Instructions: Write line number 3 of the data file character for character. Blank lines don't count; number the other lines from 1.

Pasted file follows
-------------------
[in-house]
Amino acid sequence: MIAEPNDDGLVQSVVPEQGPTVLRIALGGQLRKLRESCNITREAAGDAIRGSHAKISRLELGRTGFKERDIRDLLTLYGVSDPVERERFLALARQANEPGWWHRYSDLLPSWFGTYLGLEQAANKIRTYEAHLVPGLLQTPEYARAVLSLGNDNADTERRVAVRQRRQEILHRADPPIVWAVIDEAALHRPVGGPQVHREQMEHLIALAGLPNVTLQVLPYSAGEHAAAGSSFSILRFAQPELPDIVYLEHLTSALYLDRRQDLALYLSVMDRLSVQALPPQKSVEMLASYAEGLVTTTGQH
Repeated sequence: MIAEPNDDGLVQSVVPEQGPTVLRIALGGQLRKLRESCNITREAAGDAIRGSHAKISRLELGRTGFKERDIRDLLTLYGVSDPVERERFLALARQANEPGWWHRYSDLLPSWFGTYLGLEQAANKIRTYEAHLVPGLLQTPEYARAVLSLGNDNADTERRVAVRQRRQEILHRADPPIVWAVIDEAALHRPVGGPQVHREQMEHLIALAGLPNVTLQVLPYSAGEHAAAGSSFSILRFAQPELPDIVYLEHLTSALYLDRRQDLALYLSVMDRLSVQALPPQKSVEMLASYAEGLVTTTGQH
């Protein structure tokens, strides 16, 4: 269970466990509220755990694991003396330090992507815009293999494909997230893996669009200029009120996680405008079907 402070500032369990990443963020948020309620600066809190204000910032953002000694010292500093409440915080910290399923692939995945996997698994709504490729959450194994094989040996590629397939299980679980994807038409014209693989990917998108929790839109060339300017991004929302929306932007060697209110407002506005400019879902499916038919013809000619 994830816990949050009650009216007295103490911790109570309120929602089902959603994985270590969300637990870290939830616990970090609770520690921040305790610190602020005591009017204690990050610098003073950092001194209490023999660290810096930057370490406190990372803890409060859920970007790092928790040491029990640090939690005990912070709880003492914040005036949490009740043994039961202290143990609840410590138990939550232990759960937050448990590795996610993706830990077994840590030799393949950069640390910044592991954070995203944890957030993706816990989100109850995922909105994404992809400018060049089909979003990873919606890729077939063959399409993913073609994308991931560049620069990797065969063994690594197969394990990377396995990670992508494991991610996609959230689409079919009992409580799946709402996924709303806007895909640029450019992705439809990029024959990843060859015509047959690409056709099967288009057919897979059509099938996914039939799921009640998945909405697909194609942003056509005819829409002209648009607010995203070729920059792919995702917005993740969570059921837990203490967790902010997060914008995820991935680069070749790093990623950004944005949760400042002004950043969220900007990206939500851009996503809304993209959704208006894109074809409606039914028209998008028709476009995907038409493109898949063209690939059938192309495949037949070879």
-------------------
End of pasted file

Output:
Repeated sequence: MIAEPNDDGLVQSVVPEQGPTVLRIALGGQLRKLRESCNITREAAGDAIRGSHAKISRLELGRTGFKERDIRDLLTLYGVSDPVERERFLALARQANEPGWWHRYSDLLPSWFGTYLGLEQAANKIRTYEAHLVPGLLQTPEYARAVLSLGNDNADTERRVAVRQRRQEILHRADPPIVWAVIDEAALHRPVGGPQVHREQMEHLIALAGLPNVTLQVLPYSAGEHAAAGSSFSILRFAQPELPDIVYLEHLTSALYLDRRQDLALYLSVMDRLSVQALPPQKSVEMLASYAEGLVTTTGQH